“BC’s islands and coasts are another example of this, with unique flora and fauna, outdoor activities, old growth forests, and millennia of Indigenous history and heritage, which simply can’t be overcommunicated,” says Bill Arnott in a recent interview about his home, and the subject of his new book, A Season on Vancouver Island, (Rocky Mountain Books). The winner of the ABF International Book Awards, Firebird Book Awards, Whistler Book Awards to name a few, Arnott’s new book is a beautiful collection of images and short travel essays highlighting the fun, eclectic, and unique nature of this sometimes mysterious area of western Canada.
What’s cool about Saskatoon/Toronto writer Danee Wilson’s Murder at San Miguel, (Radiant Press) is that the main character is an archaeological illustrator, which doesn’t seem like the typical vocation of most Canadian novels. The author’s work as Assistant Director of a small archaeology company in the Basque Country likely inspired this decision. I guess we’ll have to find out.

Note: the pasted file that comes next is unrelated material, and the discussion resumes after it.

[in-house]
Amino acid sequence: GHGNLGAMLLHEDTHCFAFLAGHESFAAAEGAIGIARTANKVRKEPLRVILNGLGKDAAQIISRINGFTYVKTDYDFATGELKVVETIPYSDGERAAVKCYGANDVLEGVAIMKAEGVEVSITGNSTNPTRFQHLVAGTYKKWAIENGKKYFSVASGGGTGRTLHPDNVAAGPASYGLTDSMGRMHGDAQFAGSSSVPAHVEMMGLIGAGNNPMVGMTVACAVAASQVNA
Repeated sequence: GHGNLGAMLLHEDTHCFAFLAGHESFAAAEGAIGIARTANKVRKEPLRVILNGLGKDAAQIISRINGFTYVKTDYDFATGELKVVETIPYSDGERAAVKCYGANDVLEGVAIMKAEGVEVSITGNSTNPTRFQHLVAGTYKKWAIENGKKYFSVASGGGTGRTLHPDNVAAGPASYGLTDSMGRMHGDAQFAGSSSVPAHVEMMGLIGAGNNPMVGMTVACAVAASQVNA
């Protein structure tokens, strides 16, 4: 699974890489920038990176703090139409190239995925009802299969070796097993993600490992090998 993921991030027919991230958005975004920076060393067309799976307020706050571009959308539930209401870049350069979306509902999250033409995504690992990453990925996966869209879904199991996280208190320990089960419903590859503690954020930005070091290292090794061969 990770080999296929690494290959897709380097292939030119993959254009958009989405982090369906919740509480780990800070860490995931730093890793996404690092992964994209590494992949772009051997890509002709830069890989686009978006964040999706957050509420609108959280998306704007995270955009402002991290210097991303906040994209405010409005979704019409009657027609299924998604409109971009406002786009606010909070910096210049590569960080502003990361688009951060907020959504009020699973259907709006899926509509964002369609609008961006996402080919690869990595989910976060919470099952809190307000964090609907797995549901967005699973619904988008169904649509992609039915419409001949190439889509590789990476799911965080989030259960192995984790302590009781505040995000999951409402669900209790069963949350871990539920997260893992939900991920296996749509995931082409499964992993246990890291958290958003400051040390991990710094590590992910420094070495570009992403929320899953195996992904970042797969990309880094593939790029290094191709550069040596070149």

Wildlife for Idiots, (Harbour Publishing), by Adrian Raeside is a new collection of funny animal cartoons. e of garbage-rummaging bears, squabbling eagles, philosophizing wolves, pre-handbag alligators, artistic elephants, shedding mammoths and many more from the animal kingdom. Sure to be a hit with idiots and the rest of the planet too.
What if, in the near future, the majority of people will be disabled—and what if that’s not a bad thing? And what if disability justice and disabled wisdom are crucial to creating a future in which it’s possible to survive fascism, climate change, and pandemics and to bring about liberation? The Future Is Disabled: Prophecies, Love Notes and Mourning Songs (Arsenal Pulp Press) by Leah Lakshmi Piepzna Samarasinha is an essay collection centring and uplifting disability justice and care in the pandemic era. Author Cyree Jarelle says “with reverence for the work of their contemporaries, elders, and the next generation of disability justice thinkers, Piepzna-Samarasinha sets out to honor, elegize, and create ‘disabled and chronically ill citizen scientists.’ The Future is Disabled will leave any crip saying, ‘I could be disabled like that.’